How to combat impostor syndrome

Gail Gazelle offers tips and strategies to help new dentists overcome impostor syndrome and find career confidence.

Gail Gazelle offers tips and strategies to help new dentists overcome self-doubt and find career confidence.

If you’re anything like most newly qualified dentists, you might have experienced feelings of ‘impostor syndrome’, a common phenomenon where accomplished individuals doubt their achievements and fear being exposed as a fraud. This feeling can be especially challenging in dentistry, a field that demands both technical skill and interpersonal finesse.

New dentists are often more susceptible to these doubts when facing new situations or performing unfamiliar procedures. Given that impostor syndrome is prevalent among high achievers, how can young dental professionals navigate these internal challenges while building a successful and fulfilling career?

It’s important to realise that the impostor syndrome is essentially a thought process that the mind gravitates towards. Equally important is recognising that many of our thoughts are not facts. This is especially true for impostor beliefs, which are often simply a fiction the mind has created. Given the negativity bias that operates in the human brain, you’ve probably noticed that these fictions are typically ones that pull us down, not up.

Modern neuroscience research validates that thoughts are simply transient mental events, not fixed facts at all. The human mind produces 10,000-20,000 thoughts every single day. Some are true, but many are not. Each thought we’ve ever had fades away, just like the clouds in the sky. When we remember this, we can hold our thoughts much more lightly and not take them as seriously.

Mindful strategies to tackle impostor syndrome

Mindfulness is a crucial tool in resolving impostor syndrome. It involves being aware of what our minds are doing. With mindfulness, you can understand your thought patterns and realise that you have a choice in how you relate to them. You can decide to put aside unhelpful thoughts and focus instead on all the ways you are truly capable.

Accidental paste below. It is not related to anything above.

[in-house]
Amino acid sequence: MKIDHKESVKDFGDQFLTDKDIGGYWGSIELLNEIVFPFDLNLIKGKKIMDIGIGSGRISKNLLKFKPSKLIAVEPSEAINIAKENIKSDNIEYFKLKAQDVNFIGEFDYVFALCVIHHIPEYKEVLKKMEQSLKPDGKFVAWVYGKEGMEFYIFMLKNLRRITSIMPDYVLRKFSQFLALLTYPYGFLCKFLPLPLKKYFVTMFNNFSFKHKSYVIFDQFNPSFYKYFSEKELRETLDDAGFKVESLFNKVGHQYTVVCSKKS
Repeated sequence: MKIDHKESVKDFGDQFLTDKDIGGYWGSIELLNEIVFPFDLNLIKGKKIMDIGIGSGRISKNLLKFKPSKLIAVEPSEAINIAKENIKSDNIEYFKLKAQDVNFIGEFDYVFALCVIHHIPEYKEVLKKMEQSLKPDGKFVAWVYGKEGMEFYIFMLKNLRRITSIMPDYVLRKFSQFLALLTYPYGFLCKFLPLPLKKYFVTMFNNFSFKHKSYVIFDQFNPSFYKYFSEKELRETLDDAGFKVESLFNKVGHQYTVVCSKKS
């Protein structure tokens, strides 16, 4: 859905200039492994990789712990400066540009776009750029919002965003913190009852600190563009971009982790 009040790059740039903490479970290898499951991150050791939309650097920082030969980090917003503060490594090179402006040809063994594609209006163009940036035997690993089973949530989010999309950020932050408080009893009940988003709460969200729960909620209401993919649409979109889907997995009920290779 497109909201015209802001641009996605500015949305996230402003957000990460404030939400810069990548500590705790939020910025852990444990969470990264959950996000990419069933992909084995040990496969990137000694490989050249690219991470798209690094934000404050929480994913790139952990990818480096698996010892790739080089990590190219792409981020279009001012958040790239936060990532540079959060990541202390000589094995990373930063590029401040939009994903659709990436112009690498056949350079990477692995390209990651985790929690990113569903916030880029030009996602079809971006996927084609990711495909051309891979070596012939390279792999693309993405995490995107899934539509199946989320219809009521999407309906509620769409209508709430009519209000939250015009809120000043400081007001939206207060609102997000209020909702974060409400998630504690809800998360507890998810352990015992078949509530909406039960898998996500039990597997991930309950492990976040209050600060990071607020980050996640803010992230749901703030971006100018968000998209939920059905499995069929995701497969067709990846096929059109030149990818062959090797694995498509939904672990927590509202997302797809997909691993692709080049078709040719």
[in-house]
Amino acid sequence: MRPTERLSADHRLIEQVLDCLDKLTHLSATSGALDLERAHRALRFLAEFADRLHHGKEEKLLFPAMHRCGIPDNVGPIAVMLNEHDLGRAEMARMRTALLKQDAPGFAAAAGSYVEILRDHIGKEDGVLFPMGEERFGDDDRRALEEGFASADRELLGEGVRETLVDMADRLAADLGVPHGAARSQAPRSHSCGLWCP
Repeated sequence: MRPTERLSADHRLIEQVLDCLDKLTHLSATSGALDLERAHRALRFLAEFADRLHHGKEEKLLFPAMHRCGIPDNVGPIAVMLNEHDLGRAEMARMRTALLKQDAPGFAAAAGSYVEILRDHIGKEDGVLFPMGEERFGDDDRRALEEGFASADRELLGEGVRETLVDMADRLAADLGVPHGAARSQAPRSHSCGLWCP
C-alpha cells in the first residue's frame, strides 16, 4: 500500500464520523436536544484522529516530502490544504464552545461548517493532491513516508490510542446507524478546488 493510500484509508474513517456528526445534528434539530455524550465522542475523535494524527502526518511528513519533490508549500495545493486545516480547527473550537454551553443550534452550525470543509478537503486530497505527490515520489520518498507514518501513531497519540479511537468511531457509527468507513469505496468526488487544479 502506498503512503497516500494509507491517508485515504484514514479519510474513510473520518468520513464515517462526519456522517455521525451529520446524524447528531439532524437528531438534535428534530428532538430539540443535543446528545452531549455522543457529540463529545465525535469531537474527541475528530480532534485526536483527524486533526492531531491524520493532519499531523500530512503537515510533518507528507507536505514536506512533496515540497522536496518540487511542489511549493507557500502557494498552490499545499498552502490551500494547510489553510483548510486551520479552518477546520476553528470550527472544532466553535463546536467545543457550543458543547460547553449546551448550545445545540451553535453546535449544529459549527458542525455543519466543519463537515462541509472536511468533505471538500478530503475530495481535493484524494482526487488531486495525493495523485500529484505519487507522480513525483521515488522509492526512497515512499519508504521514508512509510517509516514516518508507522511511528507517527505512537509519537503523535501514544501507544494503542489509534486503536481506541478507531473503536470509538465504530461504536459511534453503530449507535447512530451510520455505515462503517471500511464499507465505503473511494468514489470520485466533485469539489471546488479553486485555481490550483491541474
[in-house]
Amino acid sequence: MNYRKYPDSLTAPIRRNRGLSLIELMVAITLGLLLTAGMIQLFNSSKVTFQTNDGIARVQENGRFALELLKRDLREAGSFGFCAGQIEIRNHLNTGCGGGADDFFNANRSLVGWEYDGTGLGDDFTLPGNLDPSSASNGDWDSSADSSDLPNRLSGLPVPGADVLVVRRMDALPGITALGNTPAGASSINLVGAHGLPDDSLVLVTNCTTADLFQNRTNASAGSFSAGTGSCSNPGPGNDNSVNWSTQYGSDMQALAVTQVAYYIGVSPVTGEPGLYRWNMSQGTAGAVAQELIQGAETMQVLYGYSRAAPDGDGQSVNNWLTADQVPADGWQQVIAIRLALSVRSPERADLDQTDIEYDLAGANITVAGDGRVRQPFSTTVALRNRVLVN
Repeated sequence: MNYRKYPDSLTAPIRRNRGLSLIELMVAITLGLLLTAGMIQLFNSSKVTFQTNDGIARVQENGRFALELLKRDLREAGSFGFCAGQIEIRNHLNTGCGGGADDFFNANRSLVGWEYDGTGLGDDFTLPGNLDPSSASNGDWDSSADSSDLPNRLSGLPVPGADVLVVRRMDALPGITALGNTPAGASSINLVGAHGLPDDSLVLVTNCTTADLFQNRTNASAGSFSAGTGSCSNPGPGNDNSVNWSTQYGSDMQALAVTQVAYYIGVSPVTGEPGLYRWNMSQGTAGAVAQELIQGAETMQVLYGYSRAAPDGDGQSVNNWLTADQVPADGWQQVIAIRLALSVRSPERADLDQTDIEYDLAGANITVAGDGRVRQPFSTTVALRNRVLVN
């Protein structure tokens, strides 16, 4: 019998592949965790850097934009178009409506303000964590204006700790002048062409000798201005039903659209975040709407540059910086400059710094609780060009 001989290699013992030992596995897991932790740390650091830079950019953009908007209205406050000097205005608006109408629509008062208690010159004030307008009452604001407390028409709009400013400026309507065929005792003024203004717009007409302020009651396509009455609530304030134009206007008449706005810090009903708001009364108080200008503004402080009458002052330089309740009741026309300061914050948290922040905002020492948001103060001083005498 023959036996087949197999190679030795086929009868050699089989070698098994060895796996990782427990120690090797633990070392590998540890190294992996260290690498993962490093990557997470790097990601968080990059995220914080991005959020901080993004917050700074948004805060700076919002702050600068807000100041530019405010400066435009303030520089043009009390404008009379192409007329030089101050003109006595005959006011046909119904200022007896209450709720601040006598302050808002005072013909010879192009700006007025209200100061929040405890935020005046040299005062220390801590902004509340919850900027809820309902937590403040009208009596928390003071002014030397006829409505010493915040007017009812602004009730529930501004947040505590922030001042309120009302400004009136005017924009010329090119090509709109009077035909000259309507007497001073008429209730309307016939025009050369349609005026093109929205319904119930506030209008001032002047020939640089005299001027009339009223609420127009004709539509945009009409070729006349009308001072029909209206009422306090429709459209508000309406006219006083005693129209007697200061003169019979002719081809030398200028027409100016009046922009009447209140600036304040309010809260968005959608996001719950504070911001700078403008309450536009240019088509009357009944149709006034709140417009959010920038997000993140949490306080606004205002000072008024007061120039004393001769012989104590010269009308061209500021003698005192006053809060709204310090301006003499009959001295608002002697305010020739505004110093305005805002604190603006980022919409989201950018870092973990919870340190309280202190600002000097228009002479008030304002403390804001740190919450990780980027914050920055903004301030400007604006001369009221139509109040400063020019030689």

To further support young dentists (and even those aren’t so young!) in overcoming impostor syndrome, here are several strategies that can be implemented:

  • Utilise mindfulness: gain control over your thoughts by imagining them as being just like the clouds in the sky: they arise, they pass through, then they dissipate and are no more. Utilise the brief meditation guide on my website (details below) to help you build this ability
  • Never stop learning: continuous education and seeking mentorship can significantly boost confidence and competence. Embrace your inner geek and attend as many courses, webinars, and conferences as you can. Not only will your confidence grow, but the knowledge you acquire will positively impact patient care as well. Learning from experienced mentors who have walked the path before you can provide invaluable insights and help you navigate the challenges you encounter
  • Take your time: mastery of dentistry is a journey, not a destination. Impostor syndrome can often manifest from the pressure for immediate success. Instead of rushing through procedures, immerse yourself in the day-to-day and absorb the knowledge and skills you are acquiring
  • Be your own biggest critic, but be kind: critical appraisal of your work is one of the most effective ways to learn. While you should identify areas for improvement, it’s equally important to celebrate your accomplishments and acknowledge the areas where you excel. Once something becomes routine, it’s easy to take it for granted, but it’s beneficial to take a step back and appreciate the bigger picture
  • Failure is a part of life: failure is inevitable in every walk of life, and dentistry is no different. Don’t take failures personally; instead, use them as opportunities to learn and enhance your practice. Analyse failures with your mentor to understand if your protocols were up to standard or if there’s an opportunity to learn from mistakes.

Overcoming impostor syndrome involves a blend of self-awareness, mindfulness, continuous learning, and self-compassion. By acknowledging and addressing these feelings, young dentists can move forward confidently in their careers, ensuring they provide the best possible care to their patients. Remember, even the most accomplished professionals in dentistry once started where you are now. Your journey is unique, and embracing each step with mindfulness and a willingness to learn will lead to both personal and professional growth.

For further information visit Gail Gazelle’s website.

Follow on Instagram to keep up with all the latest dental news and trends.

Get the most out of your membership by subscribing to Dentistry CPD
  • Access 600+ hours of verified CPD courses
  • Includes all GDC recommended topics
  • Powerful CPD tracking tools included
Register for webinar
Add to calendar